In my reaction to President Obama's state of the union address, I wondered, "If we win the future, who loses?" and suggested that the analogy to a "Sputnik moment" was inappropriate. In his New York Times column this weekend, Greg Mankiw makes a similar point, urging us to see "Emerging Markets as Partners, not Rivals." The key excerpt:
Listening to the president, you might think that competition from China and other rapidly growing nations was one of the larger threats facing the United States. But the essence of economic exchange belies that description. Other nations are best viewed not as our competitors but as our trading partners. Partners are to be welcomed, not feared. As a general matter, their prosperity does not come at our expense.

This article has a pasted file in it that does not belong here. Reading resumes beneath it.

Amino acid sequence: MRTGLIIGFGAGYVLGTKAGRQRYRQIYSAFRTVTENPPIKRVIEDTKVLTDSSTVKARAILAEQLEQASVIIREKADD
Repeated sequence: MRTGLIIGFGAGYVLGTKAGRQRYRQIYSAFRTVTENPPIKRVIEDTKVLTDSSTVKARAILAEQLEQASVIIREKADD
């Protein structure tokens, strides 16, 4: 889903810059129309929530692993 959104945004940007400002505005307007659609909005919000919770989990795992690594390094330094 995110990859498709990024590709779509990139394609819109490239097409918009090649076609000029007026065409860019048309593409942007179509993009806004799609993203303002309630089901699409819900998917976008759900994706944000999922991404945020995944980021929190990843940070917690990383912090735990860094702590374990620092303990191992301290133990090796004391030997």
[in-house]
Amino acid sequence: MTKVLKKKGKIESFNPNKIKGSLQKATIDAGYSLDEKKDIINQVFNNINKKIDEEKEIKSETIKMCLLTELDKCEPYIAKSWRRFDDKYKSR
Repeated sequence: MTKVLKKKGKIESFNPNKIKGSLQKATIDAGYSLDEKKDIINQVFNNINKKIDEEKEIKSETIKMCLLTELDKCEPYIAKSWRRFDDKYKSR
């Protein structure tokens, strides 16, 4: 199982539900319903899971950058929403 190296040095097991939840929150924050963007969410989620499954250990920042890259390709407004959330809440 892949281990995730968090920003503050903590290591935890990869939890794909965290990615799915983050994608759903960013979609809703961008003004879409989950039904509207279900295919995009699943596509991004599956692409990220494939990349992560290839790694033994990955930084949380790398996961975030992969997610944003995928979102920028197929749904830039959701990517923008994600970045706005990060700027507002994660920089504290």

To be sure, there are exceptions to this rule. When China uses our intellectual property such as software without paying for it, we should view that as a form of theft. And when other nations’ economic growth has side effects on the global environment, as it does when they emit the greenhouse gases that contribute to climate change, the United States has good reason for concern. But these limited exceptions should not blind us into taking a more generally adversarial approach to international economic relations.
Read the whole thing.